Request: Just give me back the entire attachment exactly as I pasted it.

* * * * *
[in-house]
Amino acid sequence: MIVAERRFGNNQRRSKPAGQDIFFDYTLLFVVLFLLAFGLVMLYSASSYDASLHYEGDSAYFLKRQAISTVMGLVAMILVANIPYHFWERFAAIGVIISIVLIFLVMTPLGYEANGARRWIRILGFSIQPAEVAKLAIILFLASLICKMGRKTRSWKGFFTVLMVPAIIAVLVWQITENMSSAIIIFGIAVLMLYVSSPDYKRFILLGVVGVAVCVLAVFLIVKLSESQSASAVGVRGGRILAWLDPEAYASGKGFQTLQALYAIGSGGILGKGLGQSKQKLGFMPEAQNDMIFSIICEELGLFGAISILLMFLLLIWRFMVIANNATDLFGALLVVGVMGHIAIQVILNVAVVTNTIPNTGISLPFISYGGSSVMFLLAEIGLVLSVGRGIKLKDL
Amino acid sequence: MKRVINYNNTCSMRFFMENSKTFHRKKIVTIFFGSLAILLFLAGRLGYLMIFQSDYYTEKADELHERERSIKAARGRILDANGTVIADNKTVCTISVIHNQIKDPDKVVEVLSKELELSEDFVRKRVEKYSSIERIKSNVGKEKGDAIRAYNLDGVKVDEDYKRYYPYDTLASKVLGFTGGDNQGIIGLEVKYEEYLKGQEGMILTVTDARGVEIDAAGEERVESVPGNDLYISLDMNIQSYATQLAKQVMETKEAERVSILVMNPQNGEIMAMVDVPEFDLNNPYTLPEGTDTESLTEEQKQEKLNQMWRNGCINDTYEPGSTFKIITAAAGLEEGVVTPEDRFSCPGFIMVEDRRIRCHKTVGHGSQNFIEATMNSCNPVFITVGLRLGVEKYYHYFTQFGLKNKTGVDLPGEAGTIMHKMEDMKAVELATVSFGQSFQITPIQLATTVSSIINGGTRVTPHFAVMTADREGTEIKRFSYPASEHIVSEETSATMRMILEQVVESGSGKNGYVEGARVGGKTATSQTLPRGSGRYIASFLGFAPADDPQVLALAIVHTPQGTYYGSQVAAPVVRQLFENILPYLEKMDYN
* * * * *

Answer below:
[in-house]
Amino acid sequence: MIVAERRFGNNQRRSKPAGQDIFFDYTLLFVVLFLLAFGLVMLYSASSYDASLHYEGDSAYFLKRQAISTVMGLVAMILVANIPYHFWERFAAIGVIISIVLIFLVMTPLGYEANGARRWIRILGFSIQPAEVAKLAIILFLASLICKMGRKTRSWKGFFTVLMVPAIIAVLVWQITENMSSAIIIFGIAVLMLYVSSPDYKRFILLGVVGVAVCVLAVFLIVKLSESQSASAVGVRGGRILAWLDPEAYASGKGFQTLQALYAIGSGGILGKGLGQSKQKLGFMPEAQNDMIFSIICEELGLFGAISILLMFLLLIWRFMVIANNATDLFGALLVVGVMGHIAIQVILNVAVVTNTIPNTGISLPFISYGGSSVMFLLAEIGLVLSVGRGIKLKDL
Amino acid sequence: MKRVINYNNTCSMRFFMENSKTFHRKKIVTIFFGSLAILLFLAGRLGYLMIFQSDYYTEKADELHERERSIKAARGRILDANGTVIADNKTVCTISVIHNQIKDPDKVVEVLSKELELSEDFVRKRVEKYSSIERIKSNVGKEKGDAIRAYNLDGVKVDEDYKRYYPYDTLASKVLGFTGGDNQGIIGLEVKYEEYLKGQEGMILTVTDARGVEIDAAGEERVESVPGNDLYISLDMNIQSYATQLAKQVMETKEAERVSILVMNPQNGEIMAMVDVPEFDLNNPYTLPEGTDTESLTEEQKQEKLNQMWRNGCINDTYEPGSTFKIITAAAGLEEGVVTPEDRFSCPGFIMVEDRRIRCHKTVGHGSQNFIEATMNSCNPVFITVGLRLGVEKYYHYFTQFGLKNKTGVDLPGEAGTIMHKMEDMKAVELATVSFGQSFQITPIQLATTVSSIINGGTRVTPHFAVMTADREGTEIKRFSYPASEHIVSEETSATMRMILEQVVESGSGKNGYVEGARVGGKTATSQTLPRGSGRYIASFLGFAPADDPQVLALAIVHTPQGTYYGSQVAAPVVRQLFENILPYLEKMDYN